France, the second most important market of the company, has been lagging behind its expansion goals for wind power for years. The country wants to reduce its strong dependence on nuclear energy, which accounts for three quarters of French electricity. However, the addition of only 630 megawatts of wind power in 2013 is too small to achieve substantial change. ABO Wind’s perseverance in France has been paying off however as of late: More projects than expected became construction ready so that the market share of projects connected to the grid has increased to 9 percent. “This is a snapshot in time – it is unlikely that we will be able to maintain this high level in the long term,” Dr. Ahn curbs the expectations. Nevertheless, France has the potential to significantly contribute to the company’s success in the long term; particularly, if the country actually begins to implement its ambitious expansion goals for wind power.

Promising start in Finland

Three weeks ago, ABO Wind opened an office in Helsinki with four project managers. Thanks to the co-operations with five local project developers, concluded during the past months, the Finnish ABO Wind team is already working on concrete projects with a nominal capacity of more than 300 megawatts. “We are confident that we will connect our first Finnish wind farm to the grid in 2015,” says Dr. Ahn. Finland has only been starting out to use and expand wind power as a building block of its electricity supply. So far, only about 500 megawatts have been installed. The government’s goal is to connect at least 2,500 megawatts to the grid as fast as possible. “Our experience with electing the turbines, financing, erection and operational management of wind farms can also be applied to the expansion of wind power in Finland,” Dr. Ahn is convinced. Finland, for years, has had negative experiences with nuclear energy. Costs for the nuclear power plant Olkiluoto 3, envisioned to be the largest and safest in the world, have ballooned from calculated 3 billion euro to more than 8 billion euro and a connection to the power grid is still not in sight.  As a result, the prospects of another nuclear power plant being planned are diminishing. Instead, the decentralized and environment-friendly wind energy will likely gain even more significance. “Therefore, the co-operation with political authorities and administrations is very constructive,” Dr. Ahn reports. “We are optimistic to have encountered a very promising market for us in Finland.”

Shareholder’s meeting July 3rd

The shareholder’s meeting of ABO Wind AG takes place on Thursday, July 3rd, starting at 16:30 at the Museum in Wiesbaden. Amongst others, one of the decisions to be made is over the usage of the retained profit of the subsidiary ABO Wind AG amounting to about 6.9 million euro (prev. year; 5.5 million euro). The executive board and board of directors suggest, like in the previous year, to pay out dividends of 0.20 euro per share. Based on the current share price of around 7.5 euro, this would be corresponding to a dividend rate of 2.7 percent. Approximately 5.4 million euro of retained profit are to flow into the surplus reserve in order to further strengthen the company’s equity base. The agenda and all documents to be made available can be found online at:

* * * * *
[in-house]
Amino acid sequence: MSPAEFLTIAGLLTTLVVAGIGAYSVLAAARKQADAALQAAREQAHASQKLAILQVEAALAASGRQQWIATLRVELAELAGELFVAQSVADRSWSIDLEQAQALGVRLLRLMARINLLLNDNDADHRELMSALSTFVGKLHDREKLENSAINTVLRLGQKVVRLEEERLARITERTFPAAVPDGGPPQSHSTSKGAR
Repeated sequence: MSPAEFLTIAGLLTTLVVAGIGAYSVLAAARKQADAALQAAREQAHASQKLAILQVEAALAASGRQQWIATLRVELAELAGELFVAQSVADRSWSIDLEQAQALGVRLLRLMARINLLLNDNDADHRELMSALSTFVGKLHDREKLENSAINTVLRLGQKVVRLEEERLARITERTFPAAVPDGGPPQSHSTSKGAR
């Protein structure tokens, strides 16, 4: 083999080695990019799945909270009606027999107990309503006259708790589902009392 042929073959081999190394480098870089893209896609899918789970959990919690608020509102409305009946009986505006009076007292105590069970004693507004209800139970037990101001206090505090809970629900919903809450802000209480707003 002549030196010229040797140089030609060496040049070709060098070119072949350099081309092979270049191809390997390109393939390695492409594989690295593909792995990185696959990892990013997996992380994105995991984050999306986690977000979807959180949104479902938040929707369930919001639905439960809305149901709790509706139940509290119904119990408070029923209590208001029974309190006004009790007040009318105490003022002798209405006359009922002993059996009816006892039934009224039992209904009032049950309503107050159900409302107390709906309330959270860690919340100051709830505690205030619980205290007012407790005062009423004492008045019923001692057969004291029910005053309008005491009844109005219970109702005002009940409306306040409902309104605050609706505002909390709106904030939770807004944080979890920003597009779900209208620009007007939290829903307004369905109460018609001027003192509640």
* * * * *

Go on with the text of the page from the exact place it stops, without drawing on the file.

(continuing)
Shareholders are asked to sign up for the shareholder’s meeting through their bank.

Good perspectives, also in the domestic market

The revision of the Renewable Energy Act, which is scheduled to become effective by August 2014, will result in planning security for Germany during the coming two to three years. The remuneration regulations mentioned in the bill are according to expectations. “Further improvements in efficiency of turbine technology will allow us to gradually realize the about 200 wind turbines which we are currently planning in Germany.”

From politicians, ABO Wind demands to now swiftly lay out the ground works for an energy market that is tailored towards renewable energies and has the ability to integrate a growing electricity production from wind and solar power. “This is the prerequisite for a successful energy transition,” emphasizes Dr. Ahn. With its strong focus on coal energy, the current German government is on the wrong track in terms of energy economics and only strengthens and hastens the climate change.

ABO Wind will continue to participate in making our energy supply fit for the future and sees many opportunities to do so through its core business of on-shore wind power. The situation in the biogas industry is however different: “If the Bundestag and Bundesrat do not make significant changes to the renewable energy bill during the last days, no mentionable expansion will be possible,” Dr. Ahn worries. “This would be tolerable for our company. For the energy transition however, this would be a significant setback. Biogas has the ability to compensate fluctuations from wind and solar power. This technology is indispensable if one wishes to increase the share of renewable energies.”

For wind power, ABO Wind expects continued growth during the coming years. “The business is being carried for one by the stable market in Germany and otherwise by our activities abroad. Europe-wide ABO Wind has handed in permit applications for more than 500 megawatts and acquired areas and locations for 800 megawatts. “This is a solid base for continued successful business years,” Dr. Ahn is convinced.



Alexander Koffka

Alexander Koffka

Tel. +49 611 267 65-515
Fax +49 611 267 65-599